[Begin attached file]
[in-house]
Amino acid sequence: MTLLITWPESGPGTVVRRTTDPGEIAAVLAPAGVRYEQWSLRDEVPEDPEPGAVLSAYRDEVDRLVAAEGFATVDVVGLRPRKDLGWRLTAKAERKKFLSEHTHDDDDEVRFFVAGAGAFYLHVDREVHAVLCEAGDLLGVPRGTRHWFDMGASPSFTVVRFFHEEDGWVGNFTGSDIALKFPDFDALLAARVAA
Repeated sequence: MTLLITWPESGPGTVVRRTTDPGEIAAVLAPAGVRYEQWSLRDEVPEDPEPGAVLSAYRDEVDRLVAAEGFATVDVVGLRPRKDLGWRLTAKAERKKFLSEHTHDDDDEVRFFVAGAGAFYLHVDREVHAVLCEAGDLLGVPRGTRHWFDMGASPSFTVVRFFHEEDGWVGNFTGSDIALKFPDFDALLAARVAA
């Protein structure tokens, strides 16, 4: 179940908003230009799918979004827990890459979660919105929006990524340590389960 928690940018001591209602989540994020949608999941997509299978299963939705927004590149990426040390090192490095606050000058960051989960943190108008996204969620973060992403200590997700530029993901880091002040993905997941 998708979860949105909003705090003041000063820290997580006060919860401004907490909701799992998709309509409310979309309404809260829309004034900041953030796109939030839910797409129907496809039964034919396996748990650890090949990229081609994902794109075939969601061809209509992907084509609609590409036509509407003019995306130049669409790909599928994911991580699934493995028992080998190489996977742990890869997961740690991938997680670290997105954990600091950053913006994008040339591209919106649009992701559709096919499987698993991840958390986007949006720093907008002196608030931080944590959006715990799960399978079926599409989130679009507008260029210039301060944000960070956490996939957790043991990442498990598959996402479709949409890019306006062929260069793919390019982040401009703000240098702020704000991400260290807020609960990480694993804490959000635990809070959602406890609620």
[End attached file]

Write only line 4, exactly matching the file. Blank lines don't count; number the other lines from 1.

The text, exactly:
């Protein structure tokens, strides 16, 4: 179940908003230009799918979004827990890459979660919105929006990524340590389960 928690940018001591209602989540994020949608999941997509299978299963939705927004590149990426040390090192490095606050000058960051989960943190108008996204969620973060992403200590997700530029993901880091002040993905997941 998708979860949105909003705090003041000063820290997580006060919860401004907490909701799992998709309509409310979309309404809260829309004034900041953030796109939030839910797409129907496809039964034919396996748990650890090949990229081609994902794109075939969601061809209509992907084509609609590409036509509407003019995306130049669409790909599928994911991580699934493995028992080998190489996977742990890869997961740690991938997680670290997105954990600091950053913006994008040339591209919106649009992701559709096919499987698993991840958390986007949006720093907008002196608030931080944590959006715990799960399978079926599409989130679009507008260029210039301060944000960070956490996939957790043991990442498990598959996402479709949409890019306006062929260069793919390019982040401009703000240098702020704000991400260290807020609960990480694993804490959000635990809070959602406890609620």